In some countries it is well understood that rules are made to be broken. Some people find creative ways to justify breaking the rules. Some even are able to provide almost a sacred reason for doing so.
Ever since Israel’s Media Watch was founded in early 1995, a principle we have adhered to is to use the various broadcasting and print media rules here and abroad as a yardstick by which we could measure bias and other unethical practices.
Twenty-five years ago Israel’s media conduct codes were exemplary, with the Israel Broadcasting Authority’s Nakdi Document collection leading the pack as a shining beacon. Broadcasting legislation passed by the Knesset was also largely rational, not too severe, yet imposing, especially upon the publicly funded broadcasters, a reasonable collection of codes of conduct.
Based on these, we, as well as the public, were able to appeal to the regulatory bodies and to the ombudsmen appointed to supervise the media as well and request that they enforce the rules – their rules, not ours.
It was, however, at this juncture that we were taught the facts of life: rules are to be broken, not enforced. This included especially those people whose job was to assure that the rules are kept.
KALMAN LIEBSKIND, who was acknowledged by IMW way back in 2002 as an outstanding journalist, penned a column in Maariv, where he is a staff columnist, on June 9. The content really isn’t important, but it was titled “Does Netanyahu really push the outlook of the national camp?”
What is important is that Liebskind, together with Erel Segal, host a daily current affairs program broadcast every weekday evening on KAN’s Channel 1 television. As a follow-up to Liebskind’s article, the two, while interviewing a guest – Shlomo Pieterkovski from the Besheva newspaper – began to argue with each other whether Liebskind’s anti-Netanyahu point of view was correct.
Pieterkovski was forgotten and could barely get a word in, while for some four minutes the two hosts began raising their voices and interrupting each other, with Segal accusing Liebskind of “Bibiphobia” and Liebskind defending his point of view. It appeared as if two political candidates were trying to convince the audience for whom to vote.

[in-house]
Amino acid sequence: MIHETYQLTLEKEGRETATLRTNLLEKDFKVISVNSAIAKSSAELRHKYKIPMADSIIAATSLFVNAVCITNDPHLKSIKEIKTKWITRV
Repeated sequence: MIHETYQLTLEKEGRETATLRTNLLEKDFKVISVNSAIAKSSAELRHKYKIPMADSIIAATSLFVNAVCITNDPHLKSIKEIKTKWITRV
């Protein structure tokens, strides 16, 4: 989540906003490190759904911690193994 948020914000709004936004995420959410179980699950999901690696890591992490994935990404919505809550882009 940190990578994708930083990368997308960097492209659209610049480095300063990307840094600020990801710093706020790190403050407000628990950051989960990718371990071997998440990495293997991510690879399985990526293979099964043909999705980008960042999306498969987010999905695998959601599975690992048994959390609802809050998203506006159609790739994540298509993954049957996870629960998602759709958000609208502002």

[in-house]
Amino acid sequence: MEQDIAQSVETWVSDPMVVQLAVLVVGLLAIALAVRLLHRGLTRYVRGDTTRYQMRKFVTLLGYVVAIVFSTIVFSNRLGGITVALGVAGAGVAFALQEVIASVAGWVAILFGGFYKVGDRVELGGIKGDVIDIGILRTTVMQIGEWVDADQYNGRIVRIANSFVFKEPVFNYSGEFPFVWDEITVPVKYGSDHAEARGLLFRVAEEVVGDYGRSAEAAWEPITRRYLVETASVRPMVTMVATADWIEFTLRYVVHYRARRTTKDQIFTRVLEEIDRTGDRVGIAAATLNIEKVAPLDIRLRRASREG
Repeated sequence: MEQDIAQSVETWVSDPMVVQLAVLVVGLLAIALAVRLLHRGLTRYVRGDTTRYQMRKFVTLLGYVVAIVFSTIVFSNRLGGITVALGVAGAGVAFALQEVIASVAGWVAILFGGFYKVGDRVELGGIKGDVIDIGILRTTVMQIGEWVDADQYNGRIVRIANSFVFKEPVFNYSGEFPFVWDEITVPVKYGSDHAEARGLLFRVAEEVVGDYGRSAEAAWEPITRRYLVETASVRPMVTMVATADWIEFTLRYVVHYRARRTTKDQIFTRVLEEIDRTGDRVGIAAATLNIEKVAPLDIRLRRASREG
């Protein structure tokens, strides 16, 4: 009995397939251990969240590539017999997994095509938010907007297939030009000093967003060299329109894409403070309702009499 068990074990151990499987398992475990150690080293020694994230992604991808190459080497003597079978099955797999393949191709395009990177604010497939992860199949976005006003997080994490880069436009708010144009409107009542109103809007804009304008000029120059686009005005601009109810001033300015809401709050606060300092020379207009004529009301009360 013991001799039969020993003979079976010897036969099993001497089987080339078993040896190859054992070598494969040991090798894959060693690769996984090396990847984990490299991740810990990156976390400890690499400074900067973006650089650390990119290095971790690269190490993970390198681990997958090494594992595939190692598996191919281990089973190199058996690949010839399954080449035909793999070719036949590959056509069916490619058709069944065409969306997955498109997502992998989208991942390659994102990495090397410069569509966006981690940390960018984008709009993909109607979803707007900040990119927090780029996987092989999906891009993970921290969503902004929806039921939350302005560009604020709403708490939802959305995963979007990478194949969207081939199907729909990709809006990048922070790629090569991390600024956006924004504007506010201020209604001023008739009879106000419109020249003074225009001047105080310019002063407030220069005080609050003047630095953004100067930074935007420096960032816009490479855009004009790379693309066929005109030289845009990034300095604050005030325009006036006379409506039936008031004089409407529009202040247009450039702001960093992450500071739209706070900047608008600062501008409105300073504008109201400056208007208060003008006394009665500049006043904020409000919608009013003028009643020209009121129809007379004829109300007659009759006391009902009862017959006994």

Obviously, the rule about not expressing personal opinions was broken. But that rule has become rather forsaken in recent years. In fact, the KAN people would claim that it is no longer a rule, and that they put together a new code of “ethics” which encourages their journalists to throw their two bits into the public arena. Gone is the era in which decent journalists accepted the fact that the airwaves do not belong to them, and that their personal opinion carries no more moral weight than that of any other citizen.
At the end of the day, though, this light-headedness boomerangs. Libel should be a serious issue. On her Uvda program, “star” investigative journalist Ilana Dayan libeled then-Captain R., of Druze origin. Dayan claimed that he gave an order to ascertain the death of a 14-year-old child. This claim was pure fiction, and even Dayan, in the aftermath, did not deny it. She only claimed that at the time she broadcast the story it was “true.” The district court found her guilty, but the Supreme Court overruled its ruling, inventing the legal concept of “truth at the time of report.” Dayan came out scot-free. And she did not have to pay any legal charges, as the state did that for her.